Well, given it’s pace of advancement, and constant updates. I see this as a useful and powerful tool. Finally, the connected house of the future in it’s infancy! Haha, one thing that Amazon has done right, relative to google, is it’s ability to be practical and pragmatic. It starts with a base beta to test out with it’s people. I don’t expect this to be the last iteration at all, nor anywhere near it, but it’s a start. With google glass, it appeared as a final product, something that was way to expensive for a beta test. Siri with it’s apple watch seems a bit more what I’d prefer, though I’m not to familiar with how it will integrate itself with the rest of the house. So, Amazon does appear to be in the lead of that race. You can already connect your Connected home devices to shut off lights or power sources, along with various apps on your phone. Grant it, the Echo is only limited by it’s stationary base. I would love to see it as a full house, or a mobile device; though the battery life would be an issue. It does appear to be where technology is heading though… one device to rule them all…. ok, yeah too cliche. 😛

I did see an add to a company that is looking to do just that though. I don’t mean a device that turns into a tablet, a phone, or a computer. Something much more than either. You can have a standalone monitor, that connects to this device and morphs into a desktop, but it has all of the same applications, and the same data accessible. This just seems to be the logical place to go from where we are. Implementing has been coming in various forms. Whether it’s google’s OS, and it’s ability to access all information from one browser–which seems to be the closest to this next step in tech– or the cloud synchronizing and polymorphic websites and apps that have been showing up (apple, google). Even the entire operating systems as Microsoft’s Windows 8. An excellent idea, poorly implemented. They tried to make a desktop a tablet, such a horrible idea! Instead, make the OS shape to the platform you’re trying to accommodate. A phone is a phone, a tablet is a tablet, a PC is a PC. Take advantage of what they have to offer, and work from there! So, I hope that’s were we’re heading, because it would be much easier to have one place for all of my data rather than having multiple thumb drives, hard drives, and apps.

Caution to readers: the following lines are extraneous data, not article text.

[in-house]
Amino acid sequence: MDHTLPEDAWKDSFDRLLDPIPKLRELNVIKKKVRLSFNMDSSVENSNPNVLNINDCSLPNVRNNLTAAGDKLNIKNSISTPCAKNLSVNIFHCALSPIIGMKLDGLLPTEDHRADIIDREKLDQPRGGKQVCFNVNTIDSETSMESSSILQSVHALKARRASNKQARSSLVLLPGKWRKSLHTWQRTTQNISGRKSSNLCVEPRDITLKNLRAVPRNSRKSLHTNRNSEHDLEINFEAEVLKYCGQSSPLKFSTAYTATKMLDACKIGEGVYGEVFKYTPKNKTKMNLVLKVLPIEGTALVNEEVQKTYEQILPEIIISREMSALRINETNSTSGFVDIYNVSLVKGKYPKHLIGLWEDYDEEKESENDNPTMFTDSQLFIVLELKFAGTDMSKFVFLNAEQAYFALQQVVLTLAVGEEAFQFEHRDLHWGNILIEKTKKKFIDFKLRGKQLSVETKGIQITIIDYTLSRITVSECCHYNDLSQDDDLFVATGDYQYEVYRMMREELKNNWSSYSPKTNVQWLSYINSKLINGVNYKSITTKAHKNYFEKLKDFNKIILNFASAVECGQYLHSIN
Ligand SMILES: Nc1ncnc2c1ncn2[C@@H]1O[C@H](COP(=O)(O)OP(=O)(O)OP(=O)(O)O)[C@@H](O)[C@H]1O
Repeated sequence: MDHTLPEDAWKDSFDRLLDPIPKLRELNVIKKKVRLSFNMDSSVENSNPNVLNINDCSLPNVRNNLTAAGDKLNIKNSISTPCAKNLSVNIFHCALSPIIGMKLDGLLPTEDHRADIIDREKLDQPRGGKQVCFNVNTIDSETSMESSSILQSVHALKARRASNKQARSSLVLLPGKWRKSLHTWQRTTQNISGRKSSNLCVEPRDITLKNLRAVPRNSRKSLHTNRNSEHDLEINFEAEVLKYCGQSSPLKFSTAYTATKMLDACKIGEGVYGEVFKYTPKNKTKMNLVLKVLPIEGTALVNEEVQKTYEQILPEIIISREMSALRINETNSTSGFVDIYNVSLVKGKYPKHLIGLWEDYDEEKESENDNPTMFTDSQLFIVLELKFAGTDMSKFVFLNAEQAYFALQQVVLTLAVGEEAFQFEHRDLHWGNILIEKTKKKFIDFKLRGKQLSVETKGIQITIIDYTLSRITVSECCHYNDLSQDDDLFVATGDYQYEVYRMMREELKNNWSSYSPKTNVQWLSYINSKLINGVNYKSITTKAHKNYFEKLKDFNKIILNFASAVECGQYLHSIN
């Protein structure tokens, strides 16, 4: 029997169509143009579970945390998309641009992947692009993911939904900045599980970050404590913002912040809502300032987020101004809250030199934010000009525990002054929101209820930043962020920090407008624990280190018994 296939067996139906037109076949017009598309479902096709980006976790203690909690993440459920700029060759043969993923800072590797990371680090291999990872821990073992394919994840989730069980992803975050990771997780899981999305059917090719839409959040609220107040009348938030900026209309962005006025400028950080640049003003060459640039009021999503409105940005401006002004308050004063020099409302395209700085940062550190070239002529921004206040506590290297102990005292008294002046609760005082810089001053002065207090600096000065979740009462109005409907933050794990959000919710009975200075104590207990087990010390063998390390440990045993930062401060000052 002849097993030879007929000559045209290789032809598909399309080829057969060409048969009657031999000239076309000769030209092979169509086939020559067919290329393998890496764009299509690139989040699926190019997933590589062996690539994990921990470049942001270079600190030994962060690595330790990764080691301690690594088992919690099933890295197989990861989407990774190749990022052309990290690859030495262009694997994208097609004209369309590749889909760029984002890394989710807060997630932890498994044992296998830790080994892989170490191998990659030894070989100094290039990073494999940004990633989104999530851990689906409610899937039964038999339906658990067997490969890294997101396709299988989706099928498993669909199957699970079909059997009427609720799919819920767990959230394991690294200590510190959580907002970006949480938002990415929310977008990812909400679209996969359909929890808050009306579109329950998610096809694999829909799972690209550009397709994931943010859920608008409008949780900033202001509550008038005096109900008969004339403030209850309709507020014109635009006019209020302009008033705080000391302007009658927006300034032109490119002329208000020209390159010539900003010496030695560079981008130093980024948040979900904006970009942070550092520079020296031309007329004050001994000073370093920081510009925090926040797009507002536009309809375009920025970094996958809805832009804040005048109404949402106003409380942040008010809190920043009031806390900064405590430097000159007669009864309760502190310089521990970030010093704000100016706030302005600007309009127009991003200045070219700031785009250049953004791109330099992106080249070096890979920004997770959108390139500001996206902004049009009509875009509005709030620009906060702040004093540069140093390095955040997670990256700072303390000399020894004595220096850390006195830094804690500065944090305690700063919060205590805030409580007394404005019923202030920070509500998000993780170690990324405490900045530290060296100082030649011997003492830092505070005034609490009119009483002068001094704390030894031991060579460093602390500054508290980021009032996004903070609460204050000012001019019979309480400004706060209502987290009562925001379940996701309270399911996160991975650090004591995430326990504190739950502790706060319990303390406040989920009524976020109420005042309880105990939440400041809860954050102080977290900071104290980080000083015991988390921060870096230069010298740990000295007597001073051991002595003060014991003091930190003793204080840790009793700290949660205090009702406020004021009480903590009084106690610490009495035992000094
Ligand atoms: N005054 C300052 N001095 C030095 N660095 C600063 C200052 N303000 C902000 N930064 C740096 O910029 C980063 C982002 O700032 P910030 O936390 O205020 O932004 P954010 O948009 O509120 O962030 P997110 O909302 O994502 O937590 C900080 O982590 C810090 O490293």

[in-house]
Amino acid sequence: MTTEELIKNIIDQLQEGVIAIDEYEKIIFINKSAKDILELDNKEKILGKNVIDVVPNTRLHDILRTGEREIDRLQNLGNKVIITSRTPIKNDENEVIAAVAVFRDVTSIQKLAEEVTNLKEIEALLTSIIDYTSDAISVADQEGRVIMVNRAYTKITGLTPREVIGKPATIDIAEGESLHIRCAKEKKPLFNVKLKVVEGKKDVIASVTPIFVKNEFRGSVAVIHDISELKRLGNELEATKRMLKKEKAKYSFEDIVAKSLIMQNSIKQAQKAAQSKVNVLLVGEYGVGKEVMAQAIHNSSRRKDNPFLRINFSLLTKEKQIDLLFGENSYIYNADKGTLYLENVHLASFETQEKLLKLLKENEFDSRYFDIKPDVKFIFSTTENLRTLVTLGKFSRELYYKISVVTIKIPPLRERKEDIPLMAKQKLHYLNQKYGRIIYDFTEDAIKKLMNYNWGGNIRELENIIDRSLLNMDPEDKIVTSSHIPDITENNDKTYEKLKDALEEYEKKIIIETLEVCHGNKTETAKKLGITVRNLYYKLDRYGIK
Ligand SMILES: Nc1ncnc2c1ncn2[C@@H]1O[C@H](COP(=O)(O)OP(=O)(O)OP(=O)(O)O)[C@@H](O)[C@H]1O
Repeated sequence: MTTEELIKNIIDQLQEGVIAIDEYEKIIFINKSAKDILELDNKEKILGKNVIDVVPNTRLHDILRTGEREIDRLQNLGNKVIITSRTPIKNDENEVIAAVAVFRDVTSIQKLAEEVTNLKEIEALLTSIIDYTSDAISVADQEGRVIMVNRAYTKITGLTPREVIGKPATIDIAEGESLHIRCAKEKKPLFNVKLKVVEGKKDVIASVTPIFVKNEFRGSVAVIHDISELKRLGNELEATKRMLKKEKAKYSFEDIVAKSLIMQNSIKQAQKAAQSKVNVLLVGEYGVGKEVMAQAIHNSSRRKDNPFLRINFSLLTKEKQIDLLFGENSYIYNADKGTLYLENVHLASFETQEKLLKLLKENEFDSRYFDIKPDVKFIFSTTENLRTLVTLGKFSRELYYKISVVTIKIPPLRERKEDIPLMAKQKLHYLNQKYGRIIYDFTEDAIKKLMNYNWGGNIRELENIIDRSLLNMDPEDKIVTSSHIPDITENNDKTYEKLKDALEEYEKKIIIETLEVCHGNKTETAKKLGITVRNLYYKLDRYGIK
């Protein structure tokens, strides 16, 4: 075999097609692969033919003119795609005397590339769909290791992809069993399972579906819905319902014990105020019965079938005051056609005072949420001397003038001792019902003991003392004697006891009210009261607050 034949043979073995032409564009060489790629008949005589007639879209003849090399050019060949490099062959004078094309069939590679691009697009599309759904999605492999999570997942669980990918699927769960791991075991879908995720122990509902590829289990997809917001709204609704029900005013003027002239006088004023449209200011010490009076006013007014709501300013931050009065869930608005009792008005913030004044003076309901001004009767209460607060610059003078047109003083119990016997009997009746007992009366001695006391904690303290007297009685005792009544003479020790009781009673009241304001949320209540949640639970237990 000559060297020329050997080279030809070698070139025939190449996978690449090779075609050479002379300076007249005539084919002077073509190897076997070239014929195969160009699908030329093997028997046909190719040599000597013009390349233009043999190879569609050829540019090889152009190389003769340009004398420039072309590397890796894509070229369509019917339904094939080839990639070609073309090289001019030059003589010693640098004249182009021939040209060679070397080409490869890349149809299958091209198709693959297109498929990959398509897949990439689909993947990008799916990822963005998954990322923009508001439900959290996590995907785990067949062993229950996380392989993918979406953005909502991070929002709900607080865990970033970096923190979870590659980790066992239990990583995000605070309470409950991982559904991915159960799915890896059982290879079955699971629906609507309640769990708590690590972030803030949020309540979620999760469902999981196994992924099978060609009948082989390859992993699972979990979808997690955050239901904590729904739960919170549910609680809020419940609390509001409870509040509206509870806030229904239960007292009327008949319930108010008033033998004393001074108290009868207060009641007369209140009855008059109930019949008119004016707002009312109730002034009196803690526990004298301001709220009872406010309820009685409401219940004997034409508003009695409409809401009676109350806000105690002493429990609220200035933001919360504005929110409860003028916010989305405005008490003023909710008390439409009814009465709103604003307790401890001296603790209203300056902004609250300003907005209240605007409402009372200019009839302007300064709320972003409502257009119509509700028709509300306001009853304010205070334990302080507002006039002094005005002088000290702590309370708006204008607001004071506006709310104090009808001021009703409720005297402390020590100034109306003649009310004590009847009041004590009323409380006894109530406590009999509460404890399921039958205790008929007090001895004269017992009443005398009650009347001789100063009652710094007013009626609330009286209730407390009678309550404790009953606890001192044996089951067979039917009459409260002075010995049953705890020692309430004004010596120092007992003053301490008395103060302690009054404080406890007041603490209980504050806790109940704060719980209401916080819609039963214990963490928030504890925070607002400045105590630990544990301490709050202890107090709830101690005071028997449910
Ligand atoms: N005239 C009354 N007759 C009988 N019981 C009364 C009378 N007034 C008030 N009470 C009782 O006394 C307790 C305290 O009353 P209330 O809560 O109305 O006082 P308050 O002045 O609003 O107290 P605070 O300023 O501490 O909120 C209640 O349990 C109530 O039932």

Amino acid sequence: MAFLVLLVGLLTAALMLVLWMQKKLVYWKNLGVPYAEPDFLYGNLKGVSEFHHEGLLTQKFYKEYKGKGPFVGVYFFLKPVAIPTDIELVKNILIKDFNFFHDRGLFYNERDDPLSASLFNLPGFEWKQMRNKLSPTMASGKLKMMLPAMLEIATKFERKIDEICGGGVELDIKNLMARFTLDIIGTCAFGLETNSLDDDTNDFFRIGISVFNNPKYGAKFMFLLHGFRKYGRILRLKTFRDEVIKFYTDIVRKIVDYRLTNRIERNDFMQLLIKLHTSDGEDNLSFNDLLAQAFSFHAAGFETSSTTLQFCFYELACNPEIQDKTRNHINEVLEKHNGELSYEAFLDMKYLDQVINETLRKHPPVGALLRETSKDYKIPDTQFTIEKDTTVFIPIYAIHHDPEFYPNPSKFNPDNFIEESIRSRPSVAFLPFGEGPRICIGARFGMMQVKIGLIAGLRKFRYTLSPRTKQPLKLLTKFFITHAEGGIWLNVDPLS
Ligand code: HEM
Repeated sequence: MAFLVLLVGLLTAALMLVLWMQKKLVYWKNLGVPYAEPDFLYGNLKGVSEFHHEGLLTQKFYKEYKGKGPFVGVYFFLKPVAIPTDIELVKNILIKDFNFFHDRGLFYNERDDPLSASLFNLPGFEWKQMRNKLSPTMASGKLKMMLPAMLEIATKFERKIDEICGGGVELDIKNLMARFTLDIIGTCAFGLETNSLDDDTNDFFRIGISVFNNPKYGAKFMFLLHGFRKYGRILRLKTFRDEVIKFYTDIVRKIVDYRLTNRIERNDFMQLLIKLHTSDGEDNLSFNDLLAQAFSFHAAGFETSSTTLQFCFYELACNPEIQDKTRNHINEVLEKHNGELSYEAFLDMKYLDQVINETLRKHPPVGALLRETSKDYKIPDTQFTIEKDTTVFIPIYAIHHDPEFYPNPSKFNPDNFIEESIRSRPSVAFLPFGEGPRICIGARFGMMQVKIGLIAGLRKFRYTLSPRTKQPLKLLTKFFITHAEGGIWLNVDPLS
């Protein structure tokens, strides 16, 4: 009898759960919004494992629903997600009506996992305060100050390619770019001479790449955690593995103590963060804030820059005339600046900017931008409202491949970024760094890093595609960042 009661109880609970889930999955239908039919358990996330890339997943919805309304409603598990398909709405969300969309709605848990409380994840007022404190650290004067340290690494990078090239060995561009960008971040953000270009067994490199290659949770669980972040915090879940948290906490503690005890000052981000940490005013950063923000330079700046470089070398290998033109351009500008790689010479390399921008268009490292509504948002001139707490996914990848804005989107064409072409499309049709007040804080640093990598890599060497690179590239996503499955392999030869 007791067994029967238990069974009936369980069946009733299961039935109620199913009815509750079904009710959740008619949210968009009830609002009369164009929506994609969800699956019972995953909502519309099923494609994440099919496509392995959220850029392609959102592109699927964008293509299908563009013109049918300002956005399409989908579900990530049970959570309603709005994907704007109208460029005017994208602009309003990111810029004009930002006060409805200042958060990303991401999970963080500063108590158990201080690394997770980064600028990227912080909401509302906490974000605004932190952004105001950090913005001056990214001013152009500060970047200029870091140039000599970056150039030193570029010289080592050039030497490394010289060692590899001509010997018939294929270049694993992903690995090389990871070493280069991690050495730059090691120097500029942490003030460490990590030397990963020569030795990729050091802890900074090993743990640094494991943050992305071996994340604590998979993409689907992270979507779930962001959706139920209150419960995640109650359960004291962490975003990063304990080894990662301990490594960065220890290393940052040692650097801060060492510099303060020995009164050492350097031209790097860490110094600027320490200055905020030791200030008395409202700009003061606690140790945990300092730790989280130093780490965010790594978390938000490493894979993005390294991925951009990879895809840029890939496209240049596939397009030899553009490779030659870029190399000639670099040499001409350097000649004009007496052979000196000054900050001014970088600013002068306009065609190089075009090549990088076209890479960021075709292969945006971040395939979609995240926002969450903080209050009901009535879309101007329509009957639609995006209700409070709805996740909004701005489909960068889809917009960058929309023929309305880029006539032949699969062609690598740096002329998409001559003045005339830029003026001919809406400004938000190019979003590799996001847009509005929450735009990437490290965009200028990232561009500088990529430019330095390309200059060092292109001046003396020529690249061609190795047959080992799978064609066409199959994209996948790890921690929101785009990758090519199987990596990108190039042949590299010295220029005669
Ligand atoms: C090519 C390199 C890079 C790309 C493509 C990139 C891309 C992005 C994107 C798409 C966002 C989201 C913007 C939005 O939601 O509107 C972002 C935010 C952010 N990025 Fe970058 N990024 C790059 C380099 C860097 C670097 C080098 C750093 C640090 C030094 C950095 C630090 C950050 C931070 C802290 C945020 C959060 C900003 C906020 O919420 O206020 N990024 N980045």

David Cross Is Letting Fans Name Their Price And Download His First Film Creation Hits On BitTorrent

Haha, such an awesome idea! Pay what you want!!

TechCrunch

Actor David Cross is foregoing the usual indie film distribution model for his darkly satirical film HITS. He’s letting the public pay whatever they want to download it on BitTorrent for the first two weeks, starting this Friday, February 13.

But is this really the best way to distribute something that the film’s producers have worked so hard on?

Cross and his producers said they already had plenty of offers at the film’s Sundance premiere in 2014, but that most of them were from the same old “cookie-cutter” distribution proposals.

“You know the sort of thing; a poster, a trailer, ten cities, some New York Times ads and then VOD simultaneously or shortly thereafter,” explained the film’s producer Giles Andrews. “The idea that HITS was going to go through the sausage factory for independent film distribution didn’t fit with the type of film David had made.”

The film starring Meredith…

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Tech-Savvy Communes Could Be The Answer To SF’s Housing Issues

Well, this is an awesome idea! And it benefits everyone! Lower cost of living, and hopefully an awesome group of peeps.

TechCrunch

The communal spirit of the 60’s has returned to SF, but with a modern twist. Software engineers, founders and tech workers alike are now flocking to giant, Victorian mansions that promise peace, love and open source API integration to help you live more collaboratively.

I’m greeted with several long, loving hugs upon entering one such communal living space known as The Lair – a seven-bedroom mansion nestled just on the edge of San Francisco’s Lower Haight neighborhood. We then gather around an old dining room table, breathing out “Yummmmmmm” (instead of “Om”) before partaking in the shared nightly meal.